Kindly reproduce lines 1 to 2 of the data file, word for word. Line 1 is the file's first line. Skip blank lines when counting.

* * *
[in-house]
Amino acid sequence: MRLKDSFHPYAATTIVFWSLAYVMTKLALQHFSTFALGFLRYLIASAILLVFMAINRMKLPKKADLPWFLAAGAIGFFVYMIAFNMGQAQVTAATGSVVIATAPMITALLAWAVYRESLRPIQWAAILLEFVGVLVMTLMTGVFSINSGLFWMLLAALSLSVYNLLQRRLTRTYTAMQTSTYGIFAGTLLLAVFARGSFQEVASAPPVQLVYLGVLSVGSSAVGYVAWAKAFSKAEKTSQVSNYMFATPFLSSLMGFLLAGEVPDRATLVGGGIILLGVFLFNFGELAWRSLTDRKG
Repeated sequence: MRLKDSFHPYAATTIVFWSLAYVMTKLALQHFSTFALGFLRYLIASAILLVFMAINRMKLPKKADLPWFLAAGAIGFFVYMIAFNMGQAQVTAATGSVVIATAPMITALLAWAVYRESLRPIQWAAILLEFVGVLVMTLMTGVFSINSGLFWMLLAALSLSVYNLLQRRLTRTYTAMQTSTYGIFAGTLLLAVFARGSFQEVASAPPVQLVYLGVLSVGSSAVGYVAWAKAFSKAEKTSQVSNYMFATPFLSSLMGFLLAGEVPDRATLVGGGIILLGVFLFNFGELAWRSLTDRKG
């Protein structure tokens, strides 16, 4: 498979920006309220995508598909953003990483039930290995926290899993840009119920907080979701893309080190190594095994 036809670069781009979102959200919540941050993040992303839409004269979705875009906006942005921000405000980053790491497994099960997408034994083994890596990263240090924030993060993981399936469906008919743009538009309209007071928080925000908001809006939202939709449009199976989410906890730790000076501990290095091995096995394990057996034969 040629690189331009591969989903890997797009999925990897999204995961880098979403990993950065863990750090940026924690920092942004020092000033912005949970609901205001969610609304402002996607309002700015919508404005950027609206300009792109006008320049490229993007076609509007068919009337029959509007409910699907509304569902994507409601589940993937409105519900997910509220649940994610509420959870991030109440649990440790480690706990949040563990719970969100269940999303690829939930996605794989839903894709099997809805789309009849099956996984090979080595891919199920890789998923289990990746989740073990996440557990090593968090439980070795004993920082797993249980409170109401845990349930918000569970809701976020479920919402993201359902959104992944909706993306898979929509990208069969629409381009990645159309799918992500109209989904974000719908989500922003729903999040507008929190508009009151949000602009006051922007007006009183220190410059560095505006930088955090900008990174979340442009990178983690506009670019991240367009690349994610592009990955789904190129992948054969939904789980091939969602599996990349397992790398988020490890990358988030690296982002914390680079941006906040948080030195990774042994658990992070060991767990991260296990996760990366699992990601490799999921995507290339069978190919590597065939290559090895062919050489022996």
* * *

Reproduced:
[in-house]
Amino acid sequence: MRLKDSFHPYAATTIVFWSLAYVMTKLALQHFSTFALGFLRYLIASAILLVFMAINRMKLPKKADLPWFLAAGAIGFFVYMIAFNMGQAQVTAATGSVVIATAPMITALLAWAVYRESLRPIQWAAILLEFVGVLVMTLMTGVFSINSGLFWMLLAALSLSVYNLLQRRLTRTYTAMQTSTYGIFAGTLLLAVFARGSFQEVASAPPVQLVYLGVLSVGSSAVGYVAWAKAFSKAEKTSQVSNYMFATPFLSSLMGFLLAGEVPDRATLVGGGIILLGVFLFNFGELAWRSLTDRKG